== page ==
Are Your Clients Deleting Negative Reviews?
Do your clients still have their heads stuck in the sand when it comes to their online presence? Marketers have long used word-of-mouth influence to attract new customers. While word-of-mouth can still serve as a tool to attract interest, online channels carry more clout. Before consumers will buy from your clients, they’re conducting online research and checking out reputations. And, they're not impressed when businesses delete negative reviews.
How to Increase Trust
Consumers look for specific details about vendors before they click the purchase button, according the results of TrustPilot’s Value of a Trustworthy Brand Reputation study. Specifically, consumers want to see that a company has:
- A good online reputation 95.6%
- Positive customer reviews 93.7%
- Quick customer service 92.9%
Consumers also have opinions on the number of customer reviews they want to see. The sweet spot, for U.S. shoppers, seems to be a rating of 3.4 out of 5.0 and 11 reviews. At least 72% of U.S. consumers will trust a company with these statistics. When they see over 100 reviews, the trust rate drops to around 60%. That decrease may happen because consumers feel the company has paid for reviews. On the other hand, few consumers trust a company with no reviews. That’s why it’s so important for you to encourage prospects to seek reviews from their clients.
The Challenge of Negative Reviews
Your clients must be frustrated about the review process. They might point out that disreputable customers have posted negative reviews about them. Plenty of dirty business tactics are at play in the online review world. That harsh reality doesn’t mean your clients should delete negative reviews. Instead, they should respond publicly with comments that show their willingness to take action to help customers. Deleting reviews negatively impacts trust for over 95% of consumers. That behavior can create a negative reputation. And, over 60% of U.S. consumers will tell their friends to stop doing business with that kind of provider.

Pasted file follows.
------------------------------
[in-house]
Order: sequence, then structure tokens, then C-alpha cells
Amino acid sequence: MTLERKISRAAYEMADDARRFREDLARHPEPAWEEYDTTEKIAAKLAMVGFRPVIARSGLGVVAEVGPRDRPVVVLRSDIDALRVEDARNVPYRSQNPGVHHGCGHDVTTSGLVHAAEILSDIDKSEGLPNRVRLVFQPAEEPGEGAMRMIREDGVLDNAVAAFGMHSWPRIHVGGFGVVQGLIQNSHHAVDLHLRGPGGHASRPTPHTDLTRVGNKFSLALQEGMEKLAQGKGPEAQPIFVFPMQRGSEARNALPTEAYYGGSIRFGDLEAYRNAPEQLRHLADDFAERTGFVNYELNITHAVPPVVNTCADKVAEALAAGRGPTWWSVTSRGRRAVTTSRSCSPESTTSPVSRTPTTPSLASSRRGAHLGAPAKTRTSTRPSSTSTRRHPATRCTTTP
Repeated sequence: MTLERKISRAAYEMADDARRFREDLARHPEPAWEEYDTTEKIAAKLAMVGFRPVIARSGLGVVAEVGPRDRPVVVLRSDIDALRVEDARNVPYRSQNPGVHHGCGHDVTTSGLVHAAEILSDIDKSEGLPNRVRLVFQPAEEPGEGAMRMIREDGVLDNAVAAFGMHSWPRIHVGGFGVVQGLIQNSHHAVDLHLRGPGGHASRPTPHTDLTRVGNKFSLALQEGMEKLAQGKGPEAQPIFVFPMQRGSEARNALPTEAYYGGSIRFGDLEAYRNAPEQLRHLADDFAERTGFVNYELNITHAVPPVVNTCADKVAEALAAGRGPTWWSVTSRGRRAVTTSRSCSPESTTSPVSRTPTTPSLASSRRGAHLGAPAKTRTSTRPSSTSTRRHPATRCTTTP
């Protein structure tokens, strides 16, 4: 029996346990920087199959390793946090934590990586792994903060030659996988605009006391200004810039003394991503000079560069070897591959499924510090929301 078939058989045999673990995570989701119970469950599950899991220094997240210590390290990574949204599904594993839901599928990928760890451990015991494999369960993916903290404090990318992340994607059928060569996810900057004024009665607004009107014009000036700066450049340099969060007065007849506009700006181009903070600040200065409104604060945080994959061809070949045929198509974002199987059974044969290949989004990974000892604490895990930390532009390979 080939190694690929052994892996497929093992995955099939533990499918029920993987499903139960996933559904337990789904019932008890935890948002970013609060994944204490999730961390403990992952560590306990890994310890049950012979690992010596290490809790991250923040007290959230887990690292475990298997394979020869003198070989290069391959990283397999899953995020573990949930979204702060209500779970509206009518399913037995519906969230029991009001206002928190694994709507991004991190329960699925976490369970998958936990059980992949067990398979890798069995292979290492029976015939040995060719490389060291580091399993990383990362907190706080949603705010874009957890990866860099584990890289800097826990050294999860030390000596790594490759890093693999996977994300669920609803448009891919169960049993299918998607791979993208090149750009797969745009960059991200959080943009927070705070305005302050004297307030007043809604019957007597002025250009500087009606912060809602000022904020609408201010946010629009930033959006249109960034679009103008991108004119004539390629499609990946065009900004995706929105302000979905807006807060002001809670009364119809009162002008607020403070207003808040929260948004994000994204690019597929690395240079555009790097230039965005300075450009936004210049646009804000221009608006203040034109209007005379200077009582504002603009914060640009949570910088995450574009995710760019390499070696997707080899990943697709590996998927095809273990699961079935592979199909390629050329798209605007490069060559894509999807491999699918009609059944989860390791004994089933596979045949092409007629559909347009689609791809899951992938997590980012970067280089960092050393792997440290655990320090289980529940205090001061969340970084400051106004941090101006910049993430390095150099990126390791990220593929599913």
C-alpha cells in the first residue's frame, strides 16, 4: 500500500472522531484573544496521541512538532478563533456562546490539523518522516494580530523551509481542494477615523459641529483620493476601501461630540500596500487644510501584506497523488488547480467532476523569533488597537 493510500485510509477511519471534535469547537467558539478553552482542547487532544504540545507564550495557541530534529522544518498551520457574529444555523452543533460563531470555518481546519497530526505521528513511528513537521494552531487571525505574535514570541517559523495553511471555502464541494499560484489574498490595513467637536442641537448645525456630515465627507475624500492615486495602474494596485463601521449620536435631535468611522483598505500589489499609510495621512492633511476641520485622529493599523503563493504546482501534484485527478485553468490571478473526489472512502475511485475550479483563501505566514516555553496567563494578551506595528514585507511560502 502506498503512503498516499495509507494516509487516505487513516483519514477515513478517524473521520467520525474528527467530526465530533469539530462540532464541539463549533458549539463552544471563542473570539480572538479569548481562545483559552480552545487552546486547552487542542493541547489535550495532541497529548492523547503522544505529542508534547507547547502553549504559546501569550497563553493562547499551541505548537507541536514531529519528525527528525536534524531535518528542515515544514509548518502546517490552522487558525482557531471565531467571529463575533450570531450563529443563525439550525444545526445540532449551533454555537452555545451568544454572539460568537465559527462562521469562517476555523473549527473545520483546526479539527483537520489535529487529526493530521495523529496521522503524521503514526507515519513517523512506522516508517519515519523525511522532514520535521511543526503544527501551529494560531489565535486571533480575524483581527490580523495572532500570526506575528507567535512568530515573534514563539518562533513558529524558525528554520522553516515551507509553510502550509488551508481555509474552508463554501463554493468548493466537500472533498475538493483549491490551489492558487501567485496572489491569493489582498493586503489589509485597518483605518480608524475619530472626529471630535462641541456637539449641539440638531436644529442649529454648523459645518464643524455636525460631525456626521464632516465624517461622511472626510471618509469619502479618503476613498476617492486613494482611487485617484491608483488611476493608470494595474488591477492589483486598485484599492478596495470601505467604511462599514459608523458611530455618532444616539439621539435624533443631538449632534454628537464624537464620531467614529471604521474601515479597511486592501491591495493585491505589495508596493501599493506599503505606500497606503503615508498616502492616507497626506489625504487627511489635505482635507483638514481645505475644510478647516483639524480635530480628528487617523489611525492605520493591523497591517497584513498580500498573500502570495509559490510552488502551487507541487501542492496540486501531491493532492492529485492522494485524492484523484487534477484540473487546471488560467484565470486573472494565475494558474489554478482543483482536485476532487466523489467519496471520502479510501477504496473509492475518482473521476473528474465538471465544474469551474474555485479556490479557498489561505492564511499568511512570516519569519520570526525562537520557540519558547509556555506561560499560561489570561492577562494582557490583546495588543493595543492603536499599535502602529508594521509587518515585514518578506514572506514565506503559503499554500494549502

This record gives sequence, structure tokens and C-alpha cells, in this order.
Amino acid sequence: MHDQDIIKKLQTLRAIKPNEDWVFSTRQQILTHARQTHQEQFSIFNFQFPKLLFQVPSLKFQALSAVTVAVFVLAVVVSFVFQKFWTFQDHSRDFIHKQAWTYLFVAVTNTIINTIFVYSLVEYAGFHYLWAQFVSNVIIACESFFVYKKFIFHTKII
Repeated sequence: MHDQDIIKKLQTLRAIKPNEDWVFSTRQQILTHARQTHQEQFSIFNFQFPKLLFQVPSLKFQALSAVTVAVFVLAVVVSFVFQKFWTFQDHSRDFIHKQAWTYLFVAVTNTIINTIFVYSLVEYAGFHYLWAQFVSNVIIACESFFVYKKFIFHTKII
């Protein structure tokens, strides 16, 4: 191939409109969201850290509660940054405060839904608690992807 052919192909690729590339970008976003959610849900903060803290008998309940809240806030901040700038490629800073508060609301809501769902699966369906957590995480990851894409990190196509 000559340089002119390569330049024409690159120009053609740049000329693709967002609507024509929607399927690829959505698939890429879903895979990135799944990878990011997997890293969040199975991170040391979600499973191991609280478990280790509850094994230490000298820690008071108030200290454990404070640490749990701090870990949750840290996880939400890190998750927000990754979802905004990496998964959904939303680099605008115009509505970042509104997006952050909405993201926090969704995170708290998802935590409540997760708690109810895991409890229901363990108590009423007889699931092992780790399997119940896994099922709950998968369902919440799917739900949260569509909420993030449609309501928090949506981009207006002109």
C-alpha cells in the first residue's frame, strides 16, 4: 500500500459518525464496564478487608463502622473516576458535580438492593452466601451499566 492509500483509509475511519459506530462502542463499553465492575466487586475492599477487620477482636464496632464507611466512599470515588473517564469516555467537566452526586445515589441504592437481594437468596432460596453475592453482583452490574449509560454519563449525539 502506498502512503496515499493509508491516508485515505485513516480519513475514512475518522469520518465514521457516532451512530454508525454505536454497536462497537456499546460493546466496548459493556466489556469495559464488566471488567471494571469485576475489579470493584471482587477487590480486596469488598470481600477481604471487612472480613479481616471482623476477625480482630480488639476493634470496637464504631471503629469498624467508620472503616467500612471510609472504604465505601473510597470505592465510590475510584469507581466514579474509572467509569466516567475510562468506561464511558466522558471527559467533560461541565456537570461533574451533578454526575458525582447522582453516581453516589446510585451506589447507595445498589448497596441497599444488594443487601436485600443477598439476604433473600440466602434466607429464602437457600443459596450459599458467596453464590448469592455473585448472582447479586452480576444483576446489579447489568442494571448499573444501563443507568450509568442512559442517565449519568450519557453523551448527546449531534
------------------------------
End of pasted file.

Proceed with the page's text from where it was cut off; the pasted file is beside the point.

Should your clients take a stand on important social issues? In some cases, the answer is a resounding yes. Over 80% of U.S. consumers want to know where your clients are getting the products they sell and whether you’re treating your employees well. And about 60% of consumers increase their trust in companies that take the initiative on social responsibility. This factor may grow increasingly important in the next few years. Younger consumers are particularly likely to make purchase decisions based on brand position on social issues.
To learn about your clients' reputations, check out the Digital Audit available at AdMall from Salesfuel. The report will tell you how many reviews your clients have on major social sites and the percentages of their key audiences who use these sites.